Compilation revues of songwriters present the same authorial voice throughout (as in one of the first and finest of the genre, the Prince-produced Side By Side By Sondheim). There have been compilations of work by the famed choreographers Jerome Robbins and Bob Fosse, both of whom had important associations with producer Prince. In those cases, the material was written by assorted hands but there was at least a continuity of style in the recreated choreography. Here, we have songs from sixteen musicals that were neither written nor staged, musically-speaking, by Prince. So there is little to thematically link the selections, except that six have songs by Mr. Sondheim (and not coincidentally). Key among the responsibilities of the director of a musical is sculpting acting performances within the context of the text, an element which cannot reasonably be carried over to a compilation of songs (with dialogue links) from Prince productions from as long as sixty years ago.

This makes the success of a substantial part of the evening quite a victory, due in part to the variegated talents of the performers; the canny and well-practiced skill of both Prince and Stroman; and the musical ministrations of Mr. Brown, whose contributions include “This Is Not Over Yet” from Parade (the excellent Yazbeck, again); rearranging and reorchestrating the numbers, in the style of the originals; and writing a lively new closing number, “Do the Work.”

All this aside—and despite our thorough admiration for the career and life of the eighty-nine-year-old Prince of Broadway—the entertainment wears thin in the second act. Here we have a show which only exists by virtue of song selections from the Prince catalog, written by three dozen fellows. (While one woman—Betty Comden—is credited on the title page, there isn’t a word of hers in evidence.) In such a venture, some material is likely to be included for reasons other than suitability. You could indeed do all Sondheim, all the time—but then that wouldn’t be Prince of Broadway, would it?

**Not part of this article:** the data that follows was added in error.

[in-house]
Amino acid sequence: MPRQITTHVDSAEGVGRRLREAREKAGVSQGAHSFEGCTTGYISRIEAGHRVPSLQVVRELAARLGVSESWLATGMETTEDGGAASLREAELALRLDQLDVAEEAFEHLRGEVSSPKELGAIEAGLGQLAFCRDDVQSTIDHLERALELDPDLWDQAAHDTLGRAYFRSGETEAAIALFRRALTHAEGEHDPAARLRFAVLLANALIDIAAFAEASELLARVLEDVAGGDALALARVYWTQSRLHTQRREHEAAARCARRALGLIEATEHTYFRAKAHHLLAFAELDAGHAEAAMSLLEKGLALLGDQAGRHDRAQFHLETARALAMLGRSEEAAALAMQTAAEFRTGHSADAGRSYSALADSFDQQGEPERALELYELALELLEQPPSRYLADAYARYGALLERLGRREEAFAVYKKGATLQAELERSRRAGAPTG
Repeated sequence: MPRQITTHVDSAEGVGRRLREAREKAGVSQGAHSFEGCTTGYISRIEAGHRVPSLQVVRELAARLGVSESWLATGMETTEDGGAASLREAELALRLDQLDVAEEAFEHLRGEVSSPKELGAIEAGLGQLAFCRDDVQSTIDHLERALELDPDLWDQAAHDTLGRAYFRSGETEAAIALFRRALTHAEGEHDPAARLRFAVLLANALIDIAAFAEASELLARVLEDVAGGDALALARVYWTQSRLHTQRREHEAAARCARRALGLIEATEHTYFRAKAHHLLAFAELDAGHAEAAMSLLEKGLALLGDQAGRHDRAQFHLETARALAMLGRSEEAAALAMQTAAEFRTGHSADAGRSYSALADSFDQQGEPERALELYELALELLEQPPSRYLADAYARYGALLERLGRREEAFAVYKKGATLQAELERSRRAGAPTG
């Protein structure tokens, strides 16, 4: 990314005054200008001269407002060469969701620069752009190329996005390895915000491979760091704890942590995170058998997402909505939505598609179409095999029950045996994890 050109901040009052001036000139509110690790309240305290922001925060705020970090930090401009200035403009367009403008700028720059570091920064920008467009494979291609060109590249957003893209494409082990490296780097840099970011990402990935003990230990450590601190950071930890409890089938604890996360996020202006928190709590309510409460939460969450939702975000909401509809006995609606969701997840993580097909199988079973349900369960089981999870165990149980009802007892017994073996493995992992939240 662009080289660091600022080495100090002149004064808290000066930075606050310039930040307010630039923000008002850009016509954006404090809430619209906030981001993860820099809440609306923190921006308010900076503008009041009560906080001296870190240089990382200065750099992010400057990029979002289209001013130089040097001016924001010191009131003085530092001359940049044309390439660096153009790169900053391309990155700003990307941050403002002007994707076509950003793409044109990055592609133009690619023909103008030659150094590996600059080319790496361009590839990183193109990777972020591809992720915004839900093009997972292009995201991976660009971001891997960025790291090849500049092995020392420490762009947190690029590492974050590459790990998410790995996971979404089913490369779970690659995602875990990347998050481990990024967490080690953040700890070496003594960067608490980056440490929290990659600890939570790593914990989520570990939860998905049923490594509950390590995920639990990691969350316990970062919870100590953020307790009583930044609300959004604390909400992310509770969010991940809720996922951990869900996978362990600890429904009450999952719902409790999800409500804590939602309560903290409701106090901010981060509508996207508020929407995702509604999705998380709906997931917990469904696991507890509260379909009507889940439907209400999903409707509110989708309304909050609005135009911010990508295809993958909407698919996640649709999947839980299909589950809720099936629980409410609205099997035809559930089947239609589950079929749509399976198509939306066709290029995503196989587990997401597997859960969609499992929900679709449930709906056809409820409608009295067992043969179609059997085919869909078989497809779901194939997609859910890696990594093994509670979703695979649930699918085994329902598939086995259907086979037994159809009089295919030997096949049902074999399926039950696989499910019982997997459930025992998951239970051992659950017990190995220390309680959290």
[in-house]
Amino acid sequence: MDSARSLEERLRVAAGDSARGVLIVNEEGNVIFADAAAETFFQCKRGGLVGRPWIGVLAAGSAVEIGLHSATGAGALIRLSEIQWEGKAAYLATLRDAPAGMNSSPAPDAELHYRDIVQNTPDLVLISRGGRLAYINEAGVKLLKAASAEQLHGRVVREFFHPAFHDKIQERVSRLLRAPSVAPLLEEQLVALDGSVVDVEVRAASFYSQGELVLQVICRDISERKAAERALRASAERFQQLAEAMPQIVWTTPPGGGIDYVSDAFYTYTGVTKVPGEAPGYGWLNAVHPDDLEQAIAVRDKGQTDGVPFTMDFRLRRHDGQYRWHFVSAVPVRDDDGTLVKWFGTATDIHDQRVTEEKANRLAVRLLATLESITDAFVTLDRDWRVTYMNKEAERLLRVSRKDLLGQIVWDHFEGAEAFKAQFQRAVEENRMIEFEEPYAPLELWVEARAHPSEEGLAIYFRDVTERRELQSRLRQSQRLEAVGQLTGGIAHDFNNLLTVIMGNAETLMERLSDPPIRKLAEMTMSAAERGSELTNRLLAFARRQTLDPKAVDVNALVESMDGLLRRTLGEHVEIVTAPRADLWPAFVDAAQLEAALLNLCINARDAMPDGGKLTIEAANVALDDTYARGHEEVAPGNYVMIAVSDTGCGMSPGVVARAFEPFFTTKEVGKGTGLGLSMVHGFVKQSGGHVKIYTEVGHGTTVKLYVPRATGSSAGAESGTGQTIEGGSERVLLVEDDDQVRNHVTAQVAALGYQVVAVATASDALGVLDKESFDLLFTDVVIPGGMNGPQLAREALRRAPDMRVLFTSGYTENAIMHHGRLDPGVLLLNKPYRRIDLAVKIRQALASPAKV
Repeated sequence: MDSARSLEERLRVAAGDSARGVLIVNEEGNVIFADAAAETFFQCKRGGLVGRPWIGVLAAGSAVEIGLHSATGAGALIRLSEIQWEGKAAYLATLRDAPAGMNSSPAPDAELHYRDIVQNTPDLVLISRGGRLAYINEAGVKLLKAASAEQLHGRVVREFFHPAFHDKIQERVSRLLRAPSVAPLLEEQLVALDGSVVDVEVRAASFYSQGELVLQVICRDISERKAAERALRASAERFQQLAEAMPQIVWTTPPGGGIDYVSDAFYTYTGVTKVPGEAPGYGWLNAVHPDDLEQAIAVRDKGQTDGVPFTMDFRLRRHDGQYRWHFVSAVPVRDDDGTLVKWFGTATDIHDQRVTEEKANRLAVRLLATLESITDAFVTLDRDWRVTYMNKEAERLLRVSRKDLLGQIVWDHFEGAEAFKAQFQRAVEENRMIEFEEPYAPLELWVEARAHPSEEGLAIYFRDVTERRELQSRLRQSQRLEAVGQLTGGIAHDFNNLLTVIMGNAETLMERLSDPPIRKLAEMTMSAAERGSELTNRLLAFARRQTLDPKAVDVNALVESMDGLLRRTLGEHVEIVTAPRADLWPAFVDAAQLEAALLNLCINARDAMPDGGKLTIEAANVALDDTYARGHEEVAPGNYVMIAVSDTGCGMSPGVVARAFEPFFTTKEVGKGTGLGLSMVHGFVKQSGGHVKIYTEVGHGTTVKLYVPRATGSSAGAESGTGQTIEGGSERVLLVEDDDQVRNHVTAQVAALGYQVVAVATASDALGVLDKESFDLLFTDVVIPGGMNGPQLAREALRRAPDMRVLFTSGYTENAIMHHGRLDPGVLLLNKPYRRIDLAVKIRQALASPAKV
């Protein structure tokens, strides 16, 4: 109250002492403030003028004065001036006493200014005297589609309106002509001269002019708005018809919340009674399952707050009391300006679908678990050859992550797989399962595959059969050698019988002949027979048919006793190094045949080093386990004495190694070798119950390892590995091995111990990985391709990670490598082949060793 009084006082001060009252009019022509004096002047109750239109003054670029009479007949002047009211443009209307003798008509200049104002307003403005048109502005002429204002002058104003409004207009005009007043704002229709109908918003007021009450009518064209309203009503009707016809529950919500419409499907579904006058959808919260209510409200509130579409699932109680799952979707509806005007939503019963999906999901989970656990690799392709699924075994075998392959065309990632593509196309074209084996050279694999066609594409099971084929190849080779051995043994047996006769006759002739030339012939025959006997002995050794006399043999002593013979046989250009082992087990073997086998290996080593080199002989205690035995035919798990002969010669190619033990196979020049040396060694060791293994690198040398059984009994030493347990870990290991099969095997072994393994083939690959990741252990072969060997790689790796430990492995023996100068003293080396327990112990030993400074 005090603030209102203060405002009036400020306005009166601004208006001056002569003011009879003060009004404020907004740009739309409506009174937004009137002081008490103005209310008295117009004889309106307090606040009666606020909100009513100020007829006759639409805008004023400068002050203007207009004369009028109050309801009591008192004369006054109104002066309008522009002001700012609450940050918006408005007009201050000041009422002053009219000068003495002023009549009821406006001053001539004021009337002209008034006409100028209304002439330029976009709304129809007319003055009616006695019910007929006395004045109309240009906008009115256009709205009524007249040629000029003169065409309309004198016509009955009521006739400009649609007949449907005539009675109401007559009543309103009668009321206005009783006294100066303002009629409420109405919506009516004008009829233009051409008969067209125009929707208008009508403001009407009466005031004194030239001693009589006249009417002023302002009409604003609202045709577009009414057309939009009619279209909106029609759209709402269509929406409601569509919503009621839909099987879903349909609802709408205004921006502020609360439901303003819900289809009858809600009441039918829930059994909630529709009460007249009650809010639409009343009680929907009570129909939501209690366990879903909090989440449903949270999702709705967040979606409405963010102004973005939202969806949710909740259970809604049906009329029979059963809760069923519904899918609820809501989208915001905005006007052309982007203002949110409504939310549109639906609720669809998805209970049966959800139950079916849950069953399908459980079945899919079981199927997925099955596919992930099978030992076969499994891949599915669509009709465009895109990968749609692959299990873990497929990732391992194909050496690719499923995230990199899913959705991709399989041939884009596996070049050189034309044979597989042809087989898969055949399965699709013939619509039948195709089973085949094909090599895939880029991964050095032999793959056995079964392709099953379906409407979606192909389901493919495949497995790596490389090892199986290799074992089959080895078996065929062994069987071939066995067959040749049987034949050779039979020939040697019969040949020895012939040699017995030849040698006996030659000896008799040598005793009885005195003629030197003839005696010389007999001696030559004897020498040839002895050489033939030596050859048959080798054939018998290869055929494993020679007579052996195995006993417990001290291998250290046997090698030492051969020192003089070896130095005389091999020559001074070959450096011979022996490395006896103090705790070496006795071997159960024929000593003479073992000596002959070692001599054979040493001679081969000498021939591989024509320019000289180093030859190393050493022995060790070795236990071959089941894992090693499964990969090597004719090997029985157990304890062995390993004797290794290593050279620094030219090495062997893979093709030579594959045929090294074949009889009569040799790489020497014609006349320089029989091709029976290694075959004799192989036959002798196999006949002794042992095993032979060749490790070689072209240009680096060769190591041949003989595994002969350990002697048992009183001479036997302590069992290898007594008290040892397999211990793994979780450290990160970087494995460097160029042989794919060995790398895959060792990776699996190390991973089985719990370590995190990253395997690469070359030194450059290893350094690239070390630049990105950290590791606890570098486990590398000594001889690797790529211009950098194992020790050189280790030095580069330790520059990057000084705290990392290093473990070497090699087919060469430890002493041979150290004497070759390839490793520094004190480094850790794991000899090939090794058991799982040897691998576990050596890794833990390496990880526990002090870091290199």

The oddity here is that some of the best material—quality-wise, if you will—does not necessarily come across. Sondheim’s Sweeney Todd reigns high among Prince’s catalog (or anyone’s catalog, for that matter); but the three selections here are part of that second act lull. Ms. Ziemba makes a fair enough impression as Mrs. Lovett pummeling her meat pies, yes; but Mr. Cooper, in a zany fright wig, can’t hope to do anything with the razor song, “My Friends.” It is illogical to expect the actor to show up knowing the entire role of Sweeney. But without an intensive knowledge of the character, how is he to instantly transform himself into that demon barber? The likeliest answer, I think, is to cut the barber and give Cooper a little bit of crowd-pleasing Pseudolus (who is, alas, nowhere to be seen). But no; the act turns dramatic with multi-song stretches of Evita, Sweeney, and Kiss of the Spider Woman. Arty, perhaps; but by the evidence, it seems like it is easier to entertain us with less important, stand-alone spots like “You Gotta Have Heart” (from Damn Yankees) or “You’ve Got Possibilities” (from It’s Superman).

<p>Emily Skinner in <em>Prince of Broadway</em> </p>

Emily Skinner in Prince of Broadway

Photo: Matthew Murphy

As for The Phantom of the Opera, let me admit that I’ve been thinking it’s time to revisit the show, which I didn’t much appreciate at Her Majesty’s in 1986 or the Majestic in 1988. Watching the three-song selection that is given the prime, next-to-closing slot in Prince of Broadway, I decided that I don’t really need to go back to the Majestic just yet.

The Manhattan Theatre Club production of Prince of Broadway opened August 24, 2017 at the Samuel J. Friedman Theatre